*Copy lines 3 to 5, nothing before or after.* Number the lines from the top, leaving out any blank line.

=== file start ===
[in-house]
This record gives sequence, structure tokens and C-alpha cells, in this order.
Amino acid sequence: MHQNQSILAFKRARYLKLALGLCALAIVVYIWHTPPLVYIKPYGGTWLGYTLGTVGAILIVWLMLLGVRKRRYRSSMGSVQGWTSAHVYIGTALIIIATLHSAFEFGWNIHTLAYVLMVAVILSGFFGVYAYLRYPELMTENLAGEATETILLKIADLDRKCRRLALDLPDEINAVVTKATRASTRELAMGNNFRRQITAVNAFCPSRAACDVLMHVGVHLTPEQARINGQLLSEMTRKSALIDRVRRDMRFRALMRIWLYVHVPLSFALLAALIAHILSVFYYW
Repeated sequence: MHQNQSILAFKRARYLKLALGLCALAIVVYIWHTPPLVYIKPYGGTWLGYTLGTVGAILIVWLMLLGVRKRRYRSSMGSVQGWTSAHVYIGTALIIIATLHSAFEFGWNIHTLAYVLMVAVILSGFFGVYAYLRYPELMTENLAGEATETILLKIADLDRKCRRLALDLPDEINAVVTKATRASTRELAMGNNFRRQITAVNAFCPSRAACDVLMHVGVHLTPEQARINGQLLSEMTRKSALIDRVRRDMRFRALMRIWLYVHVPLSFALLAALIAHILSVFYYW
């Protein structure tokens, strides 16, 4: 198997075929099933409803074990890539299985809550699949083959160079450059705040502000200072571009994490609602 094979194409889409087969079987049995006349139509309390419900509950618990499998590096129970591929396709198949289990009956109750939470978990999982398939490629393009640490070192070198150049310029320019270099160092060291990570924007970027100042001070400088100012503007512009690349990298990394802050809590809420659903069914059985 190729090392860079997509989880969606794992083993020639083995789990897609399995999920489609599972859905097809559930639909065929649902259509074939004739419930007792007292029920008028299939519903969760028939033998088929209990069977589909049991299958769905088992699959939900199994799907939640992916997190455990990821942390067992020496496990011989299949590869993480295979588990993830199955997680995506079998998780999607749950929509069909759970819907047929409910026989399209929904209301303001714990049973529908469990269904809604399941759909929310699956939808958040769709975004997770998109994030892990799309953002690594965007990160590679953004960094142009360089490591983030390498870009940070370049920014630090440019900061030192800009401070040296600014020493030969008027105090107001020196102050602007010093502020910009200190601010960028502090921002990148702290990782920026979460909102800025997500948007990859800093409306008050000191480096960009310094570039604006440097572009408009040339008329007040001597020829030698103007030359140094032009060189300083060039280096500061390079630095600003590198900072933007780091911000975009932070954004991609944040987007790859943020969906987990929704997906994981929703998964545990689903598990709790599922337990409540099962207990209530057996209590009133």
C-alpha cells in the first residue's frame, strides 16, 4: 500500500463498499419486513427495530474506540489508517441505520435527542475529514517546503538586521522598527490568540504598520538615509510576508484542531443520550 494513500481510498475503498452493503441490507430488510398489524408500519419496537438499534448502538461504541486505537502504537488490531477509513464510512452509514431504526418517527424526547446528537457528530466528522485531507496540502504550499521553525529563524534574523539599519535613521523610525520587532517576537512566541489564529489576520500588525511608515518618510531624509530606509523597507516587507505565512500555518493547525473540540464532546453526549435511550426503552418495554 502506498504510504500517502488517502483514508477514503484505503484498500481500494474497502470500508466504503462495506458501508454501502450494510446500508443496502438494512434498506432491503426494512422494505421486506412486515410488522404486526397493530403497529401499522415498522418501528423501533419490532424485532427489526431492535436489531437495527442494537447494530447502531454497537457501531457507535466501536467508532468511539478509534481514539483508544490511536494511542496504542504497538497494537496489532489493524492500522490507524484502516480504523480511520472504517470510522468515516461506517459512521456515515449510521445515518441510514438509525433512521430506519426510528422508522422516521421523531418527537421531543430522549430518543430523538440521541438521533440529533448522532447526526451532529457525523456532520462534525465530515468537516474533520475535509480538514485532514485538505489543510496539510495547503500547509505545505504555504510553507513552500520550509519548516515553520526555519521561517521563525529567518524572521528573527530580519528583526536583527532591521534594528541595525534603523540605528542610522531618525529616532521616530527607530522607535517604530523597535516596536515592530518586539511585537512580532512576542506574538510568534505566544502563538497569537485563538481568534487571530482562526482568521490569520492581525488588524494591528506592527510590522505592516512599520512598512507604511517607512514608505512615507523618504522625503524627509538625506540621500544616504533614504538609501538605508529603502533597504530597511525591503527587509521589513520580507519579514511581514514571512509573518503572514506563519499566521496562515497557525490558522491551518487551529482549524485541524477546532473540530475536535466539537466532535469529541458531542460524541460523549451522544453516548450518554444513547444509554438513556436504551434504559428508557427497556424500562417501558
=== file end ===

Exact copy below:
Amino acid sequence: MHQNQSILAFKRARYLKLALGLCALAIVVYIWHTPPLVYIKPYGGTWLGYTLGTVGAILIVWLMLLGVRKRRYRSSMGSVQGWTSAHVYIGTALIIIATLHSAFEFGWNIHTLAYVLMVAVILSGFFGVYAYLRYPELMTENLAGEATETILLKIADLDRKCRRLALDLPDEINAVVTKATRASTRELAMGNNFRRQITAVNAFCPSRAACDVLMHVGVHLTPEQARINGQLLSEMTRKSALIDRVRRDMRFRALMRIWLYVHVPLSFALLAALIAHILSVFYYW
Repeated sequence: MHQNQSILAFKRARYLKLALGLCALAIVVYIWHTPPLVYIKPYGGTWLGYTLGTVGAILIVWLMLLGVRKRRYRSSMGSVQGWTSAHVYIGTALIIIATLHSAFEFGWNIHTLAYVLMVAVILSGFFGVYAYLRYPELMTENLAGEATETILLKIADLDRKCRRLALDLPDEINAVVTKATRASTRELAMGNNFRRQITAVNAFCPSRAACDVLMHVGVHLTPEQARINGQLLSEMTRKSALIDRVRRDMRFRALMRIWLYVHVPLSFALLAALIAHILSVFYYW
């Protein structure tokens, strides 16, 4: 198997075929099933409803074990890539299985809550699949083959160079450059705040502000200072571009994490609602 094979194409889409087969079987049995006349139509309390419900509950618990499998590096129970591929396709198949289990009956109750939470978990999982398939490629393009640490070192070198150049310029320019270099160092060291990570924007970027100042001070400088100012503007512009690349990298990394802050809590809420659903069914059985 190729090392860079997509989880969606794992083993020639083995789990897609399995999920489609599972859905097809559930639909065929649902259509074939004739419930007792007292029920008028299939519903969760028939033998088929209990069977589909049991299958769905088992699959939900199994799907939640992916997190455990990821942390067992020496496990011989299949590869993480295979588990993830199955997680995506079998998780999607749950929509069909759970819907047929409910026989399209929904209301303001714990049973529908469990269904809604399941759909929310699956939808958040769709975004997770998109994030892990799309953002690594965007990160590679953004960094142009360089490591983030390498870009940070370049920014630090440019900061030192800009401070040296600014020493030969008027105090107001020196102050602007010093502020910009200190601010960028502090921002990148702290990782920026979460909102800025997500948007990859800093409306008050000191480096960009310094570039604006440097572009408009040339008329007040001597020829030698103007030359140094032009060189300083060039280096500061390079630095600003590198900072933007780091911000975009932070954004991609944040987007790859943020969906987990929704997906994981929703998964545990689903598990709790599922337990409540099962207990209530057996209590009133």